The word resilient has become every headline writer’s go-to adjective for describing the economy this year. GDP growth exceeded 2% in the first half, and employment has grown by well over 300,000 per month. This is a surprising outcome in light of the Federal Reserve’s program of tightening monetary policy and reflects an unusual development—the easing of financial conditions since last fall.
The Fed and Monetary Policy
Monetary policy is usually transmitted by the financial markets, including the bond and stock markets. Residential investment and house prices also play an important role. So do foreign exchange markets, which have an effect on exports and imports. A review of these key transmitters of monetary policy shows something very unusual. They operated in the usual way for most of last year but beginning around October started working against the Fed’s efforts to slow down the economy.
Long-term interest rates, including mortgage rates and investment-grade corporate bond yields, peaked in late October or early November. Investment-grade corporate bond yields, a key determinant of the cost of tapping financial markets to finance new investment, are down by over 50 basis points since early November. Mortgage rates are also down since then.
This has helped to stabilize interest rate-sensitive sectors of the economy, especially housing. After falling for most of 2022, housing activity (including house prices) has stabilized. Indeed, there are hints of a rebound in some of the house price data. This has provided support to consumer spending via the wealth effect.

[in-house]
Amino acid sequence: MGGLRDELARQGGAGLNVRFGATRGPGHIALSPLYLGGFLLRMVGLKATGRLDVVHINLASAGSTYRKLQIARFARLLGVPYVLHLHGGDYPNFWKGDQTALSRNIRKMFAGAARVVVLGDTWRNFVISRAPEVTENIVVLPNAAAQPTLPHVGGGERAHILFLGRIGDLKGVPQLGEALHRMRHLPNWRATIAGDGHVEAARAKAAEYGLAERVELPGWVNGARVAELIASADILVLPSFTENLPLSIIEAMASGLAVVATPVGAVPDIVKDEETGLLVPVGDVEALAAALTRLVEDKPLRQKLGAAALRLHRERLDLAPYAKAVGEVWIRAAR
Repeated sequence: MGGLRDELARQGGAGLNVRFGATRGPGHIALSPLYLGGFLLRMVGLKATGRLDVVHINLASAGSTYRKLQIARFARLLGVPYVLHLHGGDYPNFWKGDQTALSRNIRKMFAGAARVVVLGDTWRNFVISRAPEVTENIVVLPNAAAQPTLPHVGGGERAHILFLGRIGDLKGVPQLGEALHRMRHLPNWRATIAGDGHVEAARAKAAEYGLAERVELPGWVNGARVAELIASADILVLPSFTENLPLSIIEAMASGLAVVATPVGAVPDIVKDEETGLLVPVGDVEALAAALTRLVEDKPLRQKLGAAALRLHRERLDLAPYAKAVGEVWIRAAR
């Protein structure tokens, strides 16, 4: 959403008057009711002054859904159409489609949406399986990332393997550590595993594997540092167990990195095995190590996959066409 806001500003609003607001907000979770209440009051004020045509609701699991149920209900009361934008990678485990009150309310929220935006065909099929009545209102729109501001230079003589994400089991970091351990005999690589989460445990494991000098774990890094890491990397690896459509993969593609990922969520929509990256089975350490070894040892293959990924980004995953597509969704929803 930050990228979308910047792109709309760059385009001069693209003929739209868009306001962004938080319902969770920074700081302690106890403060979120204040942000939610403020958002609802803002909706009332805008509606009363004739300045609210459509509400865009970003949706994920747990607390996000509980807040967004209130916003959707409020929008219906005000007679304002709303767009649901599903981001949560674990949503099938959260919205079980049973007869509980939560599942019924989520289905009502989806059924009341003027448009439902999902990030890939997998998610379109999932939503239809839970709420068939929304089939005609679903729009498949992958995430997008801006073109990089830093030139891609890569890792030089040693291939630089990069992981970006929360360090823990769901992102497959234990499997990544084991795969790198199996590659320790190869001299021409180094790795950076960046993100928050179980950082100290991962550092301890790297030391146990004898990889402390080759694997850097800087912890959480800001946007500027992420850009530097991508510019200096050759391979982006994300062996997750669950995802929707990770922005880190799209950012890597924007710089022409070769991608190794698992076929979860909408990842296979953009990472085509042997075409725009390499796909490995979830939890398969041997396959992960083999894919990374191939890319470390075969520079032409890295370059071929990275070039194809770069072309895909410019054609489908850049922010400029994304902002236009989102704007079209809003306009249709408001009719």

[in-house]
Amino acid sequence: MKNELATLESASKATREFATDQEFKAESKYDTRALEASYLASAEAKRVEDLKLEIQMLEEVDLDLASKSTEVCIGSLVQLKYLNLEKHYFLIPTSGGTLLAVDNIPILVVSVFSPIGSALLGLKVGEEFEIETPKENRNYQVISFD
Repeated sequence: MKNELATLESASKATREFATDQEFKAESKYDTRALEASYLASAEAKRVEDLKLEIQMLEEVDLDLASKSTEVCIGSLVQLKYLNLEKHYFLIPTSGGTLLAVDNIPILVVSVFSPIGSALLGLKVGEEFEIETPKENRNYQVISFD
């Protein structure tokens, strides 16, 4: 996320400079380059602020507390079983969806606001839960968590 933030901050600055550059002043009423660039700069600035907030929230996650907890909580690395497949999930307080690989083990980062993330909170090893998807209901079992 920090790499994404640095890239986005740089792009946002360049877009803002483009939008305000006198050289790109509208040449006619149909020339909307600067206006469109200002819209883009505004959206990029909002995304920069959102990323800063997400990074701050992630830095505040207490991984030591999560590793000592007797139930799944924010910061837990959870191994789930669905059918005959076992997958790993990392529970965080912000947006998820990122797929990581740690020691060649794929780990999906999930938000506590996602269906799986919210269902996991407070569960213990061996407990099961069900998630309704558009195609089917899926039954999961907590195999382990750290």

Household wealth has also benefited from a turnaround in the stock market. After falling in the first three quarters of 2022, equity prices have staged a rebound. The S&P 500 is up 28% from its low point in mid-October. The NASDAQ is up 37% from its low, helped by bullish sentiment about the implications of new artificial intelligence applications.
The value of the dollar against other currencies usually rises when the Fed is tightening monetary policy. This, in turn, depresses net exports and helps to slow down the overall economy. For most of 2022, the dollar followed the textbook pattern by appreciating. However, this too changed abruptly last fall, and the dollar has fallen about 10% against other major currencies since the end of the third quarter.
Energy prices have fallen significantly since the middle of last year, reversing most of the increases in the first half of 2022. This has also contributed to the resiliency of the economy.
The banking sector did tighten lending standards after a pair of bank failures this spring. However, this only provided a partial offset to the easing of credit conditions described above.
Why did credit conditions ease over the past three quarters, a time when the Federal Reserve’s Open Market Committee (FOMC) raised the Fed funds rate by a total of 225 basis points? One explanation is that these rate increases largely validated expectations already priced into the markets. In 2023 the Fed has tightened by only slightly more than it signaled in late 2022 that it would be doing. If the Fed wants financial conditions to tighten, it will have to find a way to change market expectations.
Looking forward to 2024, the market is currently anticipating some reductions in the Fed funds rate. The FOMC has encouraged this view through its own forecasts of the future path of the Fed funds rate.
This gives it an opportunity to tighten financial conditions simply by not validating market expectations of rate cuts in 2024. It can achieve this by keeping rates higher for longer, a theme we emphasized in last month’s column.
The economic data released in the past month have reinforced our view that this is the most likely outcome for 2024. Such an outcome would reflect the economy’s resilience, which in turn is a by-product of the somewhat surprising easing of financial conditions we have seen since last fall. We expect progress in bringing down inflation to continue to be slow. This too will work to keep the Fed funds rate higher for longer in 2024 and perhaps beyond.